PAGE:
This sweet-nutty-savoury twist on grilled cheese is perfect for kids—and kids at heart. The abundance of soluble fibre in chia allows it to form a gel-like consistency in the presence of liquid, making it useful in preparing quick jams. You can swap out peanut butter for almond butter or nut-free sunflower butter. Extras of the strawberry spread can be swirled into a bowl of oatmeal or yogurt
Who says granola needs to be served in a bowl with a spoon in hand? This adorable dessert plays by the nutritional rules and requires no apology for going from hand to mouth. The seedy granola cups can also serve as a make-ahead breakfast. Sweet news Most vanilla-flavoured yogurt on store shelves is loaded with added sugars. A smart nutrition hack is to simply buy plain versions of yogurt and stir in your own vanilla extract flavouring.
Sesame seeds add a nutritious crunch to buttery salmon and prove a weeknight meal can bring some gastro magic. Can’t find wild salmon? Rainbow trout or arctic char are good swaps. Going plant based? The same miso spread and sesame coating can be used on tofu, which is then seared in a skillet for about 2 minutes per side.
Barely a day goes by when our blender isn’t whipping up an acai bowl. There is something addictive about acai bowls, and as far as addictions go, this is a good one! Get hooked on the antioxidant- and vitamin-rich sweetness of this fruity acai bowl with all the trimmings! Naturally sweet dishes like this acai bowl can help tame your cravings for sugar-laden processed foods, reveals Andrea Hannemann in <Plant Over Processed>—and cutting back on added sugars is a huge win for heart health. “While the American Heart Association recommends no more than 6 teaspoons (25 grams) of added/refined sugar per day for women, and 9 teaspoons (38 grams) for men, the average American consumes around 20 teaspoons a day! We are a nation of sugar addicts,” she writes. “The processed foods that we eat are in large part to blame.”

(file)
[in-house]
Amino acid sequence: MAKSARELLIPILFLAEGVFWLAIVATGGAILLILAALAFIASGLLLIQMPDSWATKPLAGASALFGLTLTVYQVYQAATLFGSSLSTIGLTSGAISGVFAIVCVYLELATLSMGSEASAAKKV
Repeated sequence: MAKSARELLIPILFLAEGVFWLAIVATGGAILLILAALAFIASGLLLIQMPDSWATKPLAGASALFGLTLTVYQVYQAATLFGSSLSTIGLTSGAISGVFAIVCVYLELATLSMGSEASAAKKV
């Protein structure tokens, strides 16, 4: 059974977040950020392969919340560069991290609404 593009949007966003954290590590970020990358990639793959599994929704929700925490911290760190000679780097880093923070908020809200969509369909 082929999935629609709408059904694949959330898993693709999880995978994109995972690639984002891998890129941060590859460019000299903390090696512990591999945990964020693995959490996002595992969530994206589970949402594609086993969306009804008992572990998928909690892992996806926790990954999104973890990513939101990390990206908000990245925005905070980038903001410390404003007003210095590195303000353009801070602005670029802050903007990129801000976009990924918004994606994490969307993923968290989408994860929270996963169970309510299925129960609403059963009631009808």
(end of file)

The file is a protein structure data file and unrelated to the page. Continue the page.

Tempeh is a delicious plant-based protein powerhouse that marries well with any recipe. It’s meaty, firm, and almost nutty in flavour. It is versatile and lends itself well to any marinade. We’ve given it a bit of a “bacon” overtone by adding a little smoke flavour to our recipe. No chili miso? Chili miso can be found in most popular grocery stores or fine food shops. If your search is unsuccessful, substitute with a little miso and chili garlic oil. Make-ahead cheats Smoky tempeh can be made ahead. Since it’s so delicious, you might want to double up the recipe and freeze. To serve, simply remove a few cubes from the freezer and reheat in oven. Serve on tacos, veggie chili, tossed on salads, or tucked in a pita.
This colourful winter salad is a delicious stand-alone dish or can compliment any menu. In the case of an entirely plant-based meal, pair it with our Smoky Tempeh over a bed of Confetti Millet. Versatile tofu mayo Tofu mayo is delicious drizzled over any salad. It’s excellent for a Caesar salad, over roasted beets, and even asparagus and broccoli.
With current pandemic restrictions, it’s unlikely many of us will be venturing south any time soon. Instead, we’ve brought the flavours of Mexico to you with this recipe—a delicious and light stew, reminiscent of a dish served on the beaches in Zihua. The brightly coloured squash is paired with hot peppers and roasted tomatoes, then spiked with lime. It’s a perfect antidote to a cold January night. For a creamier stew, give it a few pulses with a handheld immersion blender before adding diced pepper and collards. Some like it hot; some not The use of hot peppers is extremely individual. Some can comfortably eat the hottest of peppers while others can barely handle a little black pepper. In this recipe, we’ve included some hot pepper options. With jalapeno being the least hot, add or eliminate peppers as desired. And in the event of taste buds on fire, be sure to have plenty of plain yogurt available to provide edible soothing relief.
The sunflower seeds and citrus in this delicious bread recipe are both excellent for immune health. Couple them with oats and it’s also a satisfying breakfast loaf. Serve with apple butter and assorted fruits, or with a dairy-free cheese substitute topped with crisp greens and fresh papaya. Appetizer bites Making dough into thumbprint appetizer bites is another way to prepare this delicious recipe. Press a tablespoon of rested dough into the cups of a silicone mini muffin pan, each 3/4 full. Press an indent in centre of each. Bake for 45 minutes, or until firm and dry. Thoroughly cool and gently pop out. Pipe centres with a dollop of savoury hummus, and garnish. Serve at once.